The empirical structure of word frequency distributions

01/09/2020 ∙ by Michael Ramscar, et al. ∙ 0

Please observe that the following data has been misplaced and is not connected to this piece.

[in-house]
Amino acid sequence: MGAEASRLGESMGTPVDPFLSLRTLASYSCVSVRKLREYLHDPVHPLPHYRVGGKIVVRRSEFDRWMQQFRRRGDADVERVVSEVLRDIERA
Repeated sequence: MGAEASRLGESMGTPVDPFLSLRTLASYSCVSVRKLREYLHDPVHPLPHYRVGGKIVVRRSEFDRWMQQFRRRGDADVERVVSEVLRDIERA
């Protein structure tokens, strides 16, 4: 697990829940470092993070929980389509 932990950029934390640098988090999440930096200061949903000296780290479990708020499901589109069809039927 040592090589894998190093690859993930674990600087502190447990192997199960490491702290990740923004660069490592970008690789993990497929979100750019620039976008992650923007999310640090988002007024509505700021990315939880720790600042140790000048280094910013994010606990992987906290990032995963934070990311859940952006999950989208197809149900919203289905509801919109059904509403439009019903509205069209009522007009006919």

The frequencies at which individual words occur across languages follow power law distributions, a pattern of findings known as Zipf's law. A vast literature argues over whether this serves to optimize the efficiency of human communication, however this claim is necessarily post hoc, and it has been suggested that Zipf's law may in fact describe mixtures of other distributions. From this perspective, recent findings that Sinosphere first (family) names are geometrically distributed are notable, because this is actually consistent with information theoretic predictions regarding optimal coding. First names form natural communicative distributions in most languages, and I show that when analyzed in relation to the communities in which they are used, first name distributions across a diverse set of languages are both geometric and, historically, remarkably similar, with power law distributions only emerging when empirical distributions are aggregated. I then show this pattern of findings replicates in communicative distributions of English nouns and verbs. These results indicate that if lexical distributions support efficient communication, they do so because their functional structures directly satisfy the constraints described by information theory, and not because of Zipf's law. Understanding the function of these information structures is likely to be key to explaining humankind's remarkable communicative capacities.

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